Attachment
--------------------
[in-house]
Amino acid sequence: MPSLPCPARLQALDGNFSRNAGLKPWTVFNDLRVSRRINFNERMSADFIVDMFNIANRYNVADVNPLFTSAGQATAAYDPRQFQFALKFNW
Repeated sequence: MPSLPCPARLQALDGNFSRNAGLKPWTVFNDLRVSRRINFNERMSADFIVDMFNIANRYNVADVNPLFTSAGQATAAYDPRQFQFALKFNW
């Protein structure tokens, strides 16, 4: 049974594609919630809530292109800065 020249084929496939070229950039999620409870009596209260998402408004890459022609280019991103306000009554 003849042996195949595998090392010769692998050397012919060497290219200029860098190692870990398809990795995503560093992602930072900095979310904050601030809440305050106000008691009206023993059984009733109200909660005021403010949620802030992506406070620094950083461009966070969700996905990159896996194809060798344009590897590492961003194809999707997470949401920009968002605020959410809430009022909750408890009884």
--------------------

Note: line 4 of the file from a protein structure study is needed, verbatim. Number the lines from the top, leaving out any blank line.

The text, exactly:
């Protein structure tokens, strides 16, 4: 049974594609919630809530292109800065 020249084929496939070229950039999620409870009596209260998402408004890459022609280019991103306000009554 003849042996195949595998090392010769692998050397012919060497290219200029860098190692870990398809990795995503560093992602930072900095979310904050601030809440305050106000008691009206023993059984009733109200909660005021403010949620802030992506406070620094950083461009966070969700996905990159896996194809060798344009590897590492961003194809999707997470949401920009968002605020959410809430009022909750408890009884």